The Consumer Financial Protection Bureau said that digital marketing firms that use algorithms or other analytics to target specific customers with ads or content can be held liable for abuses under federal law.
The CFPB on Wednesday issued an interpretive rule and CFPB Director Rohit Chopra gave a speech to the National Association of Attorneys General in which he urged state officials to lead the charge to police unlawful conduct by Big Tech firms.
Digital marketers can no longer claim an exemption from the Consumer Financial Protection Act, and are liable under the interpretive rule for “unfair, deceptive or abusive acts or practices,” known as UDAAP violations, Chopra said.
Digital marketers often are involved in the development of content strategy when they identify or select prospective customers and do not merely provide ad time and space that in the past would have qualified for an exception to the law, Chopra said.
“Today, the CFPB has issued an interpretive rule explaining that the service provider exemption for “time or space” will typically not apply to the digital marketing services offered by major platforms,” Chopra said at the attorneys general summit in Des Moine, Iowa. “While they may be providing space for ads, these firms are commingling many other features that go well beyond the exemption.”
Claims for misconduct by digital marketers that act as service providers can be pursued by state attorneys general for consumer protection violations, he added.
The interpretive rule is just the latest in a string of changes to hold nonbank financial and technology firms accountable by bringing them under the CFPB’s authority.
Chopra, a former member of the Federal Trade Commission in the Trump administration, has been laying the groundwork to rein in Big Tech companies with expanded oversight — and potentially public rebuke — on how they collect and sell consumer data.
Unlike placing ads on websites and hoping a consumer sees them, digital marketing platforms identify and analyze consumers’ personal data and often get paid for converting interactions with users into revenue for the financial firm, the CFPB said. As a result, the services and tools provided by digital marketing firms are considered “material” because the data, algorithms and platforms allow for increased consumer engagement and “ad interactions,” the bureau said.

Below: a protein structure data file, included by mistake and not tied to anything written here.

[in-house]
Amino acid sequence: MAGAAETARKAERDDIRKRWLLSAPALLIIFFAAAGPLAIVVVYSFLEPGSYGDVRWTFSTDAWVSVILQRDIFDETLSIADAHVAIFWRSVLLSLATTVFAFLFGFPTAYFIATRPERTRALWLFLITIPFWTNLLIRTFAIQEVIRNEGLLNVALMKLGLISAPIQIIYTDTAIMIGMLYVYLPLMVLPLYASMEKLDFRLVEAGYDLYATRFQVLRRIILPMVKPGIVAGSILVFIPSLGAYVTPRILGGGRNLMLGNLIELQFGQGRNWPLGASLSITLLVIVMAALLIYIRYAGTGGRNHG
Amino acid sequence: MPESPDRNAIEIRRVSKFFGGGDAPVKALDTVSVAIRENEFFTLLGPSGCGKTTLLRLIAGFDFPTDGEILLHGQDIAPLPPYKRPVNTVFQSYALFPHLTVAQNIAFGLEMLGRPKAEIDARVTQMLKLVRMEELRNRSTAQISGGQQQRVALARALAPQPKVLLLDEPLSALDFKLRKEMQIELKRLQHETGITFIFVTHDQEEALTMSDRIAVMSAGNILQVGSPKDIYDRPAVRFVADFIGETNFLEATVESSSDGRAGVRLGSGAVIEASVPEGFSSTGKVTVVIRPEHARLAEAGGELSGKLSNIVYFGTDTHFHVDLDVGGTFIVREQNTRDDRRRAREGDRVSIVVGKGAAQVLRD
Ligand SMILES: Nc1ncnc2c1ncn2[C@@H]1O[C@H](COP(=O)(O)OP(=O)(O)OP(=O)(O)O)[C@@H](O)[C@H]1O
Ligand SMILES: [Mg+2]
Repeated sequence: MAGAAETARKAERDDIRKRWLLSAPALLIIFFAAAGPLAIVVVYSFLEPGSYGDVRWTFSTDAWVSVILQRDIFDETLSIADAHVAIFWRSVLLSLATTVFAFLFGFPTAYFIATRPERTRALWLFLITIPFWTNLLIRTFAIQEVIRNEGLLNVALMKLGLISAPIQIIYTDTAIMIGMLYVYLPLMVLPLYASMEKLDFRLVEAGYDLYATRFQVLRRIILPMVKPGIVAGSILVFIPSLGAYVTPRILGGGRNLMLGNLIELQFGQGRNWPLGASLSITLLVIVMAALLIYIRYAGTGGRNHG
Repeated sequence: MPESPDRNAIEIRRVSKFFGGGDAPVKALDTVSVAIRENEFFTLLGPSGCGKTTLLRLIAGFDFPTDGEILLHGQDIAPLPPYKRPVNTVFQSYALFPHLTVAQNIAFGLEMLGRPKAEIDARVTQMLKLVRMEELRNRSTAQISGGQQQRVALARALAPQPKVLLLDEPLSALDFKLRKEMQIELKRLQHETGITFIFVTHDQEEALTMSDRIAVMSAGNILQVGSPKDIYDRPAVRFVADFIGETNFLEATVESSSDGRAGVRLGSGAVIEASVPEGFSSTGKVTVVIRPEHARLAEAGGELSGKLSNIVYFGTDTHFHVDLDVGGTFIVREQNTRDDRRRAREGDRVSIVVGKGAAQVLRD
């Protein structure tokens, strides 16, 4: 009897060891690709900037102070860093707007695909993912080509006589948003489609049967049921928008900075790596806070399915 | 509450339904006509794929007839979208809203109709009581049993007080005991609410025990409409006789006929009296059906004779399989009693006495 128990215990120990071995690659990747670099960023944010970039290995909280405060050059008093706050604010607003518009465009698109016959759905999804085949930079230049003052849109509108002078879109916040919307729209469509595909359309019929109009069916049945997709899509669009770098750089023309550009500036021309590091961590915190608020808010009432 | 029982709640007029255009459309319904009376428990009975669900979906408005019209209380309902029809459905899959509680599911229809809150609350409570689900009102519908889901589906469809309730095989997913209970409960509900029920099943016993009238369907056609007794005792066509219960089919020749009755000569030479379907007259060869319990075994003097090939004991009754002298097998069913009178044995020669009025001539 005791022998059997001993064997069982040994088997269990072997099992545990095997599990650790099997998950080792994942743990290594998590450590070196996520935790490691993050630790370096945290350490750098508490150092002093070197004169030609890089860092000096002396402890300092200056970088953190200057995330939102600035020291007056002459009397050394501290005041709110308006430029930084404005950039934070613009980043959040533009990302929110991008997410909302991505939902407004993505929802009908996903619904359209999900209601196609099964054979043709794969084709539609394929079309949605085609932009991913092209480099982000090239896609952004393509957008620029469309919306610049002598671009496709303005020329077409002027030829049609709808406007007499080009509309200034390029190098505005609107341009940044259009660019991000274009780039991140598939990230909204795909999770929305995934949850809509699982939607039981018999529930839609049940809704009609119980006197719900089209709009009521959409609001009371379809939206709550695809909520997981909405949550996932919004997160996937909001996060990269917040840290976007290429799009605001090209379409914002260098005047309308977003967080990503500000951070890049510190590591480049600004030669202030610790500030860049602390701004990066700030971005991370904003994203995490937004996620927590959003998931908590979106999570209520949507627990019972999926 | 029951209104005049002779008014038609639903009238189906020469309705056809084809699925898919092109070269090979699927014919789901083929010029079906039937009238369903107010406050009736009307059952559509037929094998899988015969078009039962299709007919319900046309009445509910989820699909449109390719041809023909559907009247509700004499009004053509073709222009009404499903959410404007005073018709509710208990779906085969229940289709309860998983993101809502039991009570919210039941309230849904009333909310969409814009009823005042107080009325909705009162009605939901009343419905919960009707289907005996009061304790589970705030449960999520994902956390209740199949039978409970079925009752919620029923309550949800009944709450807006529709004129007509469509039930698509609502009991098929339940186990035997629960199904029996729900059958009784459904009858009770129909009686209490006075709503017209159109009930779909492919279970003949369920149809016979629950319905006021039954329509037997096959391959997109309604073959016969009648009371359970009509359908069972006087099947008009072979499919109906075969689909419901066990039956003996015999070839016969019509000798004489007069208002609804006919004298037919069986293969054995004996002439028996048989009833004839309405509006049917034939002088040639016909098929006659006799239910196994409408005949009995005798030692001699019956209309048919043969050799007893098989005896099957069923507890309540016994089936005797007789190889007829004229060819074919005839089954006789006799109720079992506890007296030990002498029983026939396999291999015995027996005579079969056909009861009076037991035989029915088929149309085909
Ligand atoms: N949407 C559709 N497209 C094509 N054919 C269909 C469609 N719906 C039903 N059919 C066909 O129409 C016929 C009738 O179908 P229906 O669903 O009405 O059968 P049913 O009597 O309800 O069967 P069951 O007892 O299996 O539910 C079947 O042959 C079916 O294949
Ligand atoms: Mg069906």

“Depending on how these practices are designed and implemented, behavioral marketing and advertising could subject firms to legal liability,” the bureau said in a press release. He reiterated that the CFPA allows states to prosecute service providers for a range of misconduct.
Reining in Big Tech firms is one area where Democrats and Republicans can find some common ground.
Chopra said that “Congress has also long understood that service provider liability is critical to ensure a sound oversight regime for banks and other financial firms.”
“For most of the public, they increasingly understand that this is not passive, traditional advertising,” Chopra said. “It is an amalgam of an ad, a private investigator, and a digital door-to-door sales force. Today’s digital marketing often monetizes user behavior, including by tracking sales conversions. This is more akin to a commission paid to a sales force than a typical ad.”
Chopra devoted an entire section of his speech to Ben Carson, the former head of Housing and Urban Development under the Trump administration, who sued Facebook, now known as Meta Platforms Inc., in 2019 for discrimination.
Carson claimed that the social media platform targeted ads that discriminated on the basis of race in violation of the Fair Housing Act. Carson’s lawsuit alleged that Facebook allows advertisers to show ads only to men or women, to not show ads to disabled people, and to exclude entire geographic regions or zip codes.
“According to Secretary Carson’s complaint, Facebook helped advertisers limit the audience for ads and enabled advertisers to target specific groups of people to the exclusion of protected classes,” Chopra said.
Carson’s complaint also described how Facebook’s tools were designed to maximize consumer engagement, Chopra said, with ads that included a so-called ‘Lookalike Audience’ feature that uses behavioral data to create a composite consumer most likely to engage with the ad.
“As described in the Carson complaint, Facebook’s ad delivery system prevented advertisers who wanted to reach a broad audience of users from doing so,” Chopra told the audience of attorneys general. “Even if an advertiser tried to target an audience that broadly spans protected class groups, Facebook’s ad delivery system would not show the ad to a diverse audience if the system considers users with particular characteristics most likely to engage with the ad. The Carson complaint alleged this was discriminatory and in violation of the Fair Housing Act.”
Chopra said the interpretive rule is one of several actions the CFPB is taking to prepare for the future of consumer finance as technology firms expand their reach.
In October, Chopra ordered Amazon, Apple, Alphabet’s Google, Meta, PayPal and Square to turn over reams of information about their payments products and practices.
“Advances in technology should help our economy and society advance, rather than incentivizing a rush to seize our sensitive financial data and to allow tech giants to evade existing laws that other firms must comply with,” Chopra said.